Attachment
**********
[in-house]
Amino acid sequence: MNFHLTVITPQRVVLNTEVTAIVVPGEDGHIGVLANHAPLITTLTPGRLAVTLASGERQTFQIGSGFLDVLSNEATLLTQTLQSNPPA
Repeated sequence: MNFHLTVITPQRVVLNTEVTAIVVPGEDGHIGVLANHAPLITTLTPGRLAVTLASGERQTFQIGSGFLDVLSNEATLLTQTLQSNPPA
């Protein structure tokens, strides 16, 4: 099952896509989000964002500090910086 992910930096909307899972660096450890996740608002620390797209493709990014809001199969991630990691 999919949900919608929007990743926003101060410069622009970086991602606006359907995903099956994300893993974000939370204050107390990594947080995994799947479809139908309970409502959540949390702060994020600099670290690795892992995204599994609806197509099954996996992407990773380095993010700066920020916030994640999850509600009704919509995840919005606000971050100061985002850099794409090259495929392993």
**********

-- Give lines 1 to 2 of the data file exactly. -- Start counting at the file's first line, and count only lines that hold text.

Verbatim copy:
[in-house]
Amino acid sequence: MNFHLTVITPQRVVLNTEVTAIVVPGEDGHIGVLANHAPLITTLTPGRLAVTLASGERQTFQIGSGFLDVLSNEATLLTQTLQSNPPA